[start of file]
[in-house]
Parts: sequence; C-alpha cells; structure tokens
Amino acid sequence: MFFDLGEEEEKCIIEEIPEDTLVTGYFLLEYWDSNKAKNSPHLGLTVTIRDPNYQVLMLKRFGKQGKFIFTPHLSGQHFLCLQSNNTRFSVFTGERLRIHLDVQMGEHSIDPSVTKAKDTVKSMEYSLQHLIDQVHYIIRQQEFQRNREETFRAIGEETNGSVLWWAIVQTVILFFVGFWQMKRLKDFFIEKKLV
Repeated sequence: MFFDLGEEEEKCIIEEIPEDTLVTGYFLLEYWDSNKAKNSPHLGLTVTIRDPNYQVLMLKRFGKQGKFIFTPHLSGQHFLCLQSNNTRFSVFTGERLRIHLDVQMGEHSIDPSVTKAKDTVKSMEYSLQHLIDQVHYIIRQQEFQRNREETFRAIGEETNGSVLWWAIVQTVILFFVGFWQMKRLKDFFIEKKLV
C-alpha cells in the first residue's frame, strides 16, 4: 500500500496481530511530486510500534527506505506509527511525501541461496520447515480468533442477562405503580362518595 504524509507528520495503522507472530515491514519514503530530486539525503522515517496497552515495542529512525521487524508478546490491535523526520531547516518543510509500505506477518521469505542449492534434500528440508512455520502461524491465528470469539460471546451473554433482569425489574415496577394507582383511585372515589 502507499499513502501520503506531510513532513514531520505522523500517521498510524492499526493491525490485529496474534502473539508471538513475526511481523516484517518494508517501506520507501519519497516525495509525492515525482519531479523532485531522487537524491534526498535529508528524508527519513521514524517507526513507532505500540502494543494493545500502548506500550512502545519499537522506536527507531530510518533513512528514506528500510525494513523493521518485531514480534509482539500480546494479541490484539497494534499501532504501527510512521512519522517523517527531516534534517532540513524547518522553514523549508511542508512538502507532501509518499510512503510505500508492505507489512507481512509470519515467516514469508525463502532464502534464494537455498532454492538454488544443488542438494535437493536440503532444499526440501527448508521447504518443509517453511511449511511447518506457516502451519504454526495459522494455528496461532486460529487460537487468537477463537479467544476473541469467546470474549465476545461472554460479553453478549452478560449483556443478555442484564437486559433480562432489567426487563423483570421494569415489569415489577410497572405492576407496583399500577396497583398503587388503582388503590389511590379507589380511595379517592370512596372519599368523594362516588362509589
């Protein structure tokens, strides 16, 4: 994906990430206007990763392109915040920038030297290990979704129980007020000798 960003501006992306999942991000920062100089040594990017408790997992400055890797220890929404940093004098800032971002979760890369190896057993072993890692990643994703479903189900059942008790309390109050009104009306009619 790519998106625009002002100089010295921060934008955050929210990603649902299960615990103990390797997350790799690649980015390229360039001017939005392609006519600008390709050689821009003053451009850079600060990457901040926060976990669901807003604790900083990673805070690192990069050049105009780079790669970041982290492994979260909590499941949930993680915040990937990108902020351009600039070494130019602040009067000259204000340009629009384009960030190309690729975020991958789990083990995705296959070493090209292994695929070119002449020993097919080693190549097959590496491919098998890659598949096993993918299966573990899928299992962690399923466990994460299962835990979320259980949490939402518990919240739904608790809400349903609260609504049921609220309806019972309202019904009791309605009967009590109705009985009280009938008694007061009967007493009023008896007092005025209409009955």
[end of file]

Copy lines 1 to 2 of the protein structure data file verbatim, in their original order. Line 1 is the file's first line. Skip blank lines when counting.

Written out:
[in-house]
Parts: sequence; C-alpha cells; structure tokens